Presidio celebrates the Class of 2022

PRESIDIO — Last Friday, family members and the staff of Presidio High School sent off this year’s seniors in high style. The ceremony began on a somber note, as Principal Hevila Ramos led everyone in attendance through a prayer and a moment of silence for the two teachers and 19 students killed at Robb Elementary School in Uvalde. Principal Ramos also noted some of the hardships and sacrifices that previous classes of Presidio High School seniors had to make because of the COVID-19 pandemic. 

“The Class of 2020 graduated under pandemic conditions which had not been seen in 100 years,” she said in both English and Spanish. The Class of 2020 was able to graduate with a socially-distanced and limited outdoor ceremony; the Class of 2021’s celebration was disrupted by border restrictions prohibiting friends and loved ones from crossing the bridge from Ojinaga. 

“The Class of 2022 is not without its own firsts,” Ramos said. “The Class of 2022 is about to experience their first graduation in this wonderful renovated gymnasium.”

The school’s gymnasium has been under construction since February 2021. The bright new space features a new stage area and stadium seating, providing an elevated backdrop for the evening’s festivities. Close-up shots from the stage were projected onto the walls for families who weren’t able to snag front-row seats. 

Superintendent of Presidio ISD Ray Vasquez took the stage next to offer his congratulations. “For the past four years, it has been an honor and a privilege to have been part of your journey,” he said. “Tonight concludes a wonderful chapter of your life. An equally significant one is about to begin for you. I hope you remember your years in Presidio and the lessons learned at home and in school.” 

This year’s guest speaker was Alyssa Tavarez, a Presidio High School graduate from the Class of 2012. Tavarez now lives outside of Washington, D.C. and works as a public information officer for the U.S. Army. She has also served in the Air Force Reserves and the Navy, where she’s risen in the ranks to become co-captain of the Navy’s women’s rugby team. Tavarez addressed the fresh crop of graduates with humor and honesty.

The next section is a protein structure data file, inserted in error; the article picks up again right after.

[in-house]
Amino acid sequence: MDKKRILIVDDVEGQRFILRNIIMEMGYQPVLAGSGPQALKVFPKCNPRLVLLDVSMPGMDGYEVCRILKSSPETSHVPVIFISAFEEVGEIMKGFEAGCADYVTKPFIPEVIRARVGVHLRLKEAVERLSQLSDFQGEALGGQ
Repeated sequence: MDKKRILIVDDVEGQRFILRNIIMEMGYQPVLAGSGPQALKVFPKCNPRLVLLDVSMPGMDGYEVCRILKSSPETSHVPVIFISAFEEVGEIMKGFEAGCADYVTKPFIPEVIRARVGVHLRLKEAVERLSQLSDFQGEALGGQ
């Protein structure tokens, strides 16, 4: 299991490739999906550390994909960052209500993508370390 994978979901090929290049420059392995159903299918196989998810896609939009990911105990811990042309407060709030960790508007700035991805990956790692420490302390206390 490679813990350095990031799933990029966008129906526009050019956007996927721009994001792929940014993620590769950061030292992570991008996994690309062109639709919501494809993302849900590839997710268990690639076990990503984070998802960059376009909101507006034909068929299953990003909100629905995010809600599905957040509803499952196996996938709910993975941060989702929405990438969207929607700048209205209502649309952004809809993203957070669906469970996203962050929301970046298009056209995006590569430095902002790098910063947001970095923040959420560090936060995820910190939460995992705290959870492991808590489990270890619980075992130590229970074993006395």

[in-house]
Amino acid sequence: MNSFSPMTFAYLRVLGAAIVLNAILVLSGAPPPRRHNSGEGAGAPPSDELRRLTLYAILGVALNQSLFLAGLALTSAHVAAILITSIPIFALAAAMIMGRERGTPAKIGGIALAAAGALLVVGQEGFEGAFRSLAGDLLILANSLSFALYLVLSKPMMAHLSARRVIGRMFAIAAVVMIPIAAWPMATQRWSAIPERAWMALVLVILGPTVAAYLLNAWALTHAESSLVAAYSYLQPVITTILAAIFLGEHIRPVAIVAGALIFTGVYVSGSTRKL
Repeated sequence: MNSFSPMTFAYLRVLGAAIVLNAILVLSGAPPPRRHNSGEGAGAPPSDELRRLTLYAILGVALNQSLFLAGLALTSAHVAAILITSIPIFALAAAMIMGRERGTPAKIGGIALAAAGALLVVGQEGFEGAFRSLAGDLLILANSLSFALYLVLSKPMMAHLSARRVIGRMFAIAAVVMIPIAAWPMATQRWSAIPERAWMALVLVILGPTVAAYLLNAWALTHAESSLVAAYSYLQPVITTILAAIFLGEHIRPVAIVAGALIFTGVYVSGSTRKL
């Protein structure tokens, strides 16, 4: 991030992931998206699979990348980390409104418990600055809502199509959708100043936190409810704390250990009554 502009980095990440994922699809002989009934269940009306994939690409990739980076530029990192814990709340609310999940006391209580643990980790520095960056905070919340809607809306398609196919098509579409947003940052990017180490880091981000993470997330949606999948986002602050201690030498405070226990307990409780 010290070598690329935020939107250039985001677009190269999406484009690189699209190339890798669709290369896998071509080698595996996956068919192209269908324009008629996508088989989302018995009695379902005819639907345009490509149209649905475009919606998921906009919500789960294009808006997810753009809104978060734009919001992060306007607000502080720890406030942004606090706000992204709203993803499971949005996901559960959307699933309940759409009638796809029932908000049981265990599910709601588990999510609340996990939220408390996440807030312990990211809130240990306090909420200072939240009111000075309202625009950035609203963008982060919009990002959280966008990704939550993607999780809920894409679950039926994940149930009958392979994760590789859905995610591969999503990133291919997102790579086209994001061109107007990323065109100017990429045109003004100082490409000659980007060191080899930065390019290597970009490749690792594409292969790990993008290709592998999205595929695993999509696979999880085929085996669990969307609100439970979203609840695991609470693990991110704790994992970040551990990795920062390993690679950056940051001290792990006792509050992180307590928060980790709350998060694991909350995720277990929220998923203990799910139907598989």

“Many people don’t like to talk about their failures, but I do. I wouldn’t be where I am today without my failures, both the big ones and small ones,” she said. “The most important thing about failure is to remember that failure is subjective. Everyone has their own definition of failure. And failing isn’t what’s important — what’s more important is your first step after you fail.”

Tavarez talked about how her path led her to the military, which allowed her to travel all over the world, and also got her back into rugby, a sport she really enjoys. 

“Presidio alumni have become nurses, engineers, chemists, lawyers, financial advisors and so much more,” Tavarez said. “We are more than just a small border town. We are resilient, we get back up when knocked down. If you don’t like what you’re studying in school, change it. If you don’t like where you work, change it.”

The Class of 2022’s salutatorian, Carlos Sanchez, and valedictorian, Octavio Padron, also gave remarks, reminiscing about good times passed with classmates in the hallways of Presidio High. The class of 90 students then lined up to receive their diplomas with a handshake from Principal Ramos and Superintendent Vasquez. Yearbook facilitator Sophia Hernandez was in the crowd, taking pictures and reminding graduates not to adjust their tassels until everyone had received their diploma. 

The diploma ceremony was a chance for some Presidio High School seniors to show off their carefully-decorated caps — some had elaborate sequined Mexican flags, another had a drawing of Dory from Finding Nemo with the slogan, “I Already Forgot Everything.” One, festooned with butterflies, reminded everyone in the audience that the group’s successes were a team effort. 

Cuando me vean volar, recuerden que ustedes me pintaron las alas,” it read. “When you see me fly, remember that you painted my wings.”

Correction: A previous version of this article misstated some facts about guest speaker Alyssa Tavarez. Tavarez graduated in 2012, not 2010, and does not have a daughter.